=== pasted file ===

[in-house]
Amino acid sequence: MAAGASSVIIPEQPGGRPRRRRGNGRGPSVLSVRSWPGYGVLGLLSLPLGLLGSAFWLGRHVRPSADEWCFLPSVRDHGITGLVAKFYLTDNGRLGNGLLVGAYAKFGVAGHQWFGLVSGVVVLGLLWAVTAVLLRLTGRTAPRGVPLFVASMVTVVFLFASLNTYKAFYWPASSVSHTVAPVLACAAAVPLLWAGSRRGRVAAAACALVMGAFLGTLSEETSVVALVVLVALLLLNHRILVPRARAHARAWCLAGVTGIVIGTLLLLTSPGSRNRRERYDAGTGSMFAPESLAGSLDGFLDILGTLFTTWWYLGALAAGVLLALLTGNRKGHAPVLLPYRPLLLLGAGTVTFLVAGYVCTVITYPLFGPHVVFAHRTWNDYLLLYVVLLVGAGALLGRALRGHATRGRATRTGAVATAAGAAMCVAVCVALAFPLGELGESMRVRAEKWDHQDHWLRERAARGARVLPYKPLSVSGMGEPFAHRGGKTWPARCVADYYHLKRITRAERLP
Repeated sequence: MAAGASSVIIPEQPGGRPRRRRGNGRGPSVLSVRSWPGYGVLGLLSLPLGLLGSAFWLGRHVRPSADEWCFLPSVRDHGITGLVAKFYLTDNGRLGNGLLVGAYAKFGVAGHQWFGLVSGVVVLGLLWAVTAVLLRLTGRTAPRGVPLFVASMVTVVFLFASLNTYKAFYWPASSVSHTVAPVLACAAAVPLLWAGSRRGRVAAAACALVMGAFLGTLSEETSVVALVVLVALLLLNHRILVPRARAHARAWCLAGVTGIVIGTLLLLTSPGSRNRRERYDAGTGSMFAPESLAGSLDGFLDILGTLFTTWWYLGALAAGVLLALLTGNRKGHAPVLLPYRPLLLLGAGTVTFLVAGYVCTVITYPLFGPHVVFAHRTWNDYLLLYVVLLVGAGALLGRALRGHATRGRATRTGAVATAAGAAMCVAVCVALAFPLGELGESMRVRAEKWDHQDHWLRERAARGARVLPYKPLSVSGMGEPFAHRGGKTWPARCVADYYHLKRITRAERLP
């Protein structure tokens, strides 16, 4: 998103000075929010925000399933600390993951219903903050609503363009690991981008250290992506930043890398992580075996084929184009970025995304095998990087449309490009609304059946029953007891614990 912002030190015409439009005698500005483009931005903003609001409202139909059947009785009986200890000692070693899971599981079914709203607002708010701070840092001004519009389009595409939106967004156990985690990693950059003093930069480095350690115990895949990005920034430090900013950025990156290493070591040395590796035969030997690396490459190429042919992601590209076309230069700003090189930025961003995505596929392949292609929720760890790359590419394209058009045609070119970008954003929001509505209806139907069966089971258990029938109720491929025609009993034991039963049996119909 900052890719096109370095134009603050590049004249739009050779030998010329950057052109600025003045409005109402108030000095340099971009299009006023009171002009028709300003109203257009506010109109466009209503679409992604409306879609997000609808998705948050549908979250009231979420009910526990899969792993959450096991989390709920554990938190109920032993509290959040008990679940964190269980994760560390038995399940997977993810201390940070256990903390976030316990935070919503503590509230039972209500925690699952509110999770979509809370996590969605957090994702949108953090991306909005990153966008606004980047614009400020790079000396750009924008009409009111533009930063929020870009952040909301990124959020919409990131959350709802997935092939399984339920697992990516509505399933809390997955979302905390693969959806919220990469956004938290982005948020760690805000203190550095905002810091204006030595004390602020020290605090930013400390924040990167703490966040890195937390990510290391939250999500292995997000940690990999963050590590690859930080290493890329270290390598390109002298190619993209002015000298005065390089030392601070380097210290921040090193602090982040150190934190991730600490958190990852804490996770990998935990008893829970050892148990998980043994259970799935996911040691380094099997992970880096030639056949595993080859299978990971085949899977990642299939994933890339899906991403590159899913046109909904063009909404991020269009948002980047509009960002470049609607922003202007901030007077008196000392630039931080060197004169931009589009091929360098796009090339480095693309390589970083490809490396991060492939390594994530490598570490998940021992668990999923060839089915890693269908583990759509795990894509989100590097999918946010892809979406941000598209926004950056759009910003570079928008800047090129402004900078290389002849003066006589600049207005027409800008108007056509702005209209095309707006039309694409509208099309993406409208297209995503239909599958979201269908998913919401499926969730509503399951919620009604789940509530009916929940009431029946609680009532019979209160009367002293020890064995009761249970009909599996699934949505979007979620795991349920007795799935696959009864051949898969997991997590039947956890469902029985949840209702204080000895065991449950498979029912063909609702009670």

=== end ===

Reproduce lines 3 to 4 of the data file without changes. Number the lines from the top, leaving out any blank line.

Repeated sequence: MAAGASSVIIPEQPGGRPRRRRGNGRGPSVLSVRSWPGYGVLGLLSLPLGLLGSAFWLGRHVRPSADEWCFLPSVRDHGITGLVAKFYLTDNGRLGNGLLVGAYAKFGVAGHQWFGLVSGVVVLGLLWAVTAVLLRLTGRTAPRGVPLFVASMVTVVFLFASLNTYKAFYWPASSVSHTVAPVLACAAAVPLLWAGSRRGRVAAAACALVMGAFLGTLSEETSVVALVVLVALLLLNHRILVPRARAHARAWCLAGVTGIVIGTLLLLTSPGSRNRRERYDAGTGSMFAPESLAGSLDGFLDILGTLFTTWWYLGALAAGVLLALLTGNRKGHAPVLLPYRPLLLLGAGTVTFLVAGYVCTVITYPLFGPHVVFAHRTWNDYLLLYVVLLVGAGALLGRALRGHATRGRATRTGAVATAAGAAMCVAVCVALAFPLGELGESMRVRAEKWDHQDHWLRERAARGARVLPYKPLSVSGMGEPFAHRGGKTWPARCVADYYHLKRITRAERLP
């Protein structure tokens, strides 16, 4: 998103000075929010925000399933600390993951219903903050609503363009690991981008250290992506930043890398992580075996084929184009970025995304095998990087449309490009609304059946029953007891614990 912002030190015409439009005698500005483009931005903003609001409202139909059947009785009986200890000692070693899971599981079914709203607002708010701070840092001004519009389009595409939106967004156990985690990693950059003093930069480095350690115990895949990005920034430090900013950025990156290493070591040395590796035969030997690396490459190429042919992601590209076309230069700003090189930025961003995505596929392949292609929720760890790359590419394209058009045609070119970008954003929001509505209806139907069966089971258990029938109720491929025609009993034991039963049996119909 900052890719096109370095134009603050590049004249739009050779030998010329950057052109600025003045409005109402108030000095340099971009299009006023009171002009028709300003109203257009506010109109466009209503679409992604409306879609997000609808998705948050549908979250009231979420009910526990899969792993959450096991989390709920554990938190109920032993509290959040008990679940964190269980994760560390038995399940997977993810201390940070256990903390976030316990935070919503503590509230039972209500925690699952509110999770979509809370996590969605957090994702949108953090991306909005990153966008606004980047614009400020790079000396750009924008009409009111533009930063929020870009952040909301990124959020919409990131959350709802997935092939399984339920697992990516509505399933809390997955979302905390693969959806919220990469956004938290982005948020760690805000203190550095905002810091204006030595004390602020020290605090930013400390924040990167703490966040890195937390990510290391939250999500292995997000940690990999963050590590690859930080290493890329270290390598390109002298190619993209002015000298005065390089030392601070380097210290921040090193602090982040150190934190991730600490958190990852804490996770990998935990008893829970050892148990998980043994259970799935996911040691380094099997992970880096030639056949595993080859299978990971085949899977990642299939994933890339899906991403590159899913046109909904063009909404991020269009948002980047509009960002470049609607922003202007901030007077008196000392630039931080060197004169931009589009091929360098796009090339480095693309390589970083490809490396991060492939390594994530490598570490998940021992668990999923060839089915890693269908583990759509795990894509989100590097999918946010892809979406941000598209926004950056759009910003570079928008800047090129402004900078290389002849003066006589600049207005027409800008108007056509702005209209095309707006039309694409509208099309993406409208297209995503239909599958979201269908998913919401499926969730509503399951919620009604789940509530009916929940009431029946609680009532019979209160009367002293020890064995009761249970009909599996699934949505979007979620795991349920007795799935696959009864051949898969997991997590039947956890469902029985949840209702204080000895065991449950498979029912063909609702009670």